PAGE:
Friday, December 08, 2006

The Woman Who Would Be Rosa

There has been a letter floating around the internet about an incident that happened to a Frum woman on a bus that goes to the Kotel. It is kind of a turn on the Rosa Parks story.

The number two bus in Jerusalem whose route takes it from Har Nof to the Kotel is frequented mostly by Charedim. As such it has an unofficial status as a “Mehadrin” bus. Mehadrin busses are specially designated busses by Egged to serve the Charedi community with respect tp its religious sensibilities. Specifically separating the sexes, men in the front and women in the back. Why the back for women? Because, based on a Gemarah, a man is not supposed to look at the back of a woman. So women sit in the back, men in the front… problem solved. Except for the fact that women end up being second class citizens. Well, you might say it can’t be helped. It’s Halacha… you see. Besides, I’ve sat in the back of a bus. Not really so terrible. Not much worse than the front.

But is it Halacha? I don’t think so. If it were, no one would ever be permitted to take any bus anywhere that wasn’t segregated by sex. And we know that isn’t the case. So what the Mehadrin bus is doing is simply being sensitive to a Chumra. But… be that as it may. That is the custom that has evolved in Israel. There are official Mehadrin busses that segregate the sexes. And there are unofficial busses that operate this way.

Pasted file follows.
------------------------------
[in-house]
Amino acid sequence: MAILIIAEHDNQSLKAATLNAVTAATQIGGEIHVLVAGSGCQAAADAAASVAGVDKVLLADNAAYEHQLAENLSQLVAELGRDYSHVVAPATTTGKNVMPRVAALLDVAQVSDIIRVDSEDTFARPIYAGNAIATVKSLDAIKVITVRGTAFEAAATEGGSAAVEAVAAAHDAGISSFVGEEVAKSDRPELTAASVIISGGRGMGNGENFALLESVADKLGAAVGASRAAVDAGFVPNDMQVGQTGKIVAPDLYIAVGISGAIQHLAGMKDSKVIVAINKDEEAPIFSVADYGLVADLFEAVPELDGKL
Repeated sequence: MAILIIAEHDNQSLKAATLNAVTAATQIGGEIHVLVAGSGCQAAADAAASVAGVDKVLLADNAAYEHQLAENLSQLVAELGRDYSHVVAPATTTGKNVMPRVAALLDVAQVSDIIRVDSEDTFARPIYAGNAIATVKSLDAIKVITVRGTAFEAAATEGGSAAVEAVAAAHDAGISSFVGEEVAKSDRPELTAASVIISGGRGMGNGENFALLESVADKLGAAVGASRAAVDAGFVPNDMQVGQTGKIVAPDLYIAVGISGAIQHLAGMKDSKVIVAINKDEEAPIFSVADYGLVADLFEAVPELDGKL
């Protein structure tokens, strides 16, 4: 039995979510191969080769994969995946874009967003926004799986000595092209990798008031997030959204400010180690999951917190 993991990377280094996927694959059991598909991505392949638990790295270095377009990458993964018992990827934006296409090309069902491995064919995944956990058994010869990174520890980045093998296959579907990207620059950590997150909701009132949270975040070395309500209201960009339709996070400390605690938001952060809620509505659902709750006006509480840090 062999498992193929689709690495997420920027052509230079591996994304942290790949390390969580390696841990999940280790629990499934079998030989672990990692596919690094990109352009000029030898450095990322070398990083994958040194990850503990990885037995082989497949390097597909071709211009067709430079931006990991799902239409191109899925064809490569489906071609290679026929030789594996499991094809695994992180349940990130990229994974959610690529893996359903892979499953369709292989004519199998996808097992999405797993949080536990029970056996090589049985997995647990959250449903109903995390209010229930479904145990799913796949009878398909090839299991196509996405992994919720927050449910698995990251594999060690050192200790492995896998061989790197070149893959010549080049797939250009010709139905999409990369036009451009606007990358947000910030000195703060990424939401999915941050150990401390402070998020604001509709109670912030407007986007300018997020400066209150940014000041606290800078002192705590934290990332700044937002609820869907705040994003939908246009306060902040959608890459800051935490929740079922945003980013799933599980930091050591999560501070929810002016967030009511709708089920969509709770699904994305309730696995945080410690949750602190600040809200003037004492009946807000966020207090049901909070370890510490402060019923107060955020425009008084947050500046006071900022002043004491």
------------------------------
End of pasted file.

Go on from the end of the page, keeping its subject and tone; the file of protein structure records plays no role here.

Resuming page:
There is an American Oleh, a Frum woman who would have none of that. She was going to pull a “Rosa Parks”. She decided that she wanted to go to the Kotel and Daven K’Vasiken. Every day. She took the number two bus, but instead of going to the rear she decided to sit in the “Men’s section”. Halacha was after all on her side. Why should she be relegated to second class citizenry? Besides, the number two buss is not a Mehadrin bus. It was a regular bus where people could sit where they wished. But, no one thinks of it that way. The vast majority of people using it are Charedi and treat it as a Mehadrin bus. That’s the way it’s been for years.

Well, after a few weeks of traveling this way and getting stares and comments from the Charedi passengers, men and women alike… all hell broke loose. A Charedi man decided he wasn’t going to take it anymore. He went over to her and asked for her seat and told her to move to the rear. Here is her account of what followed: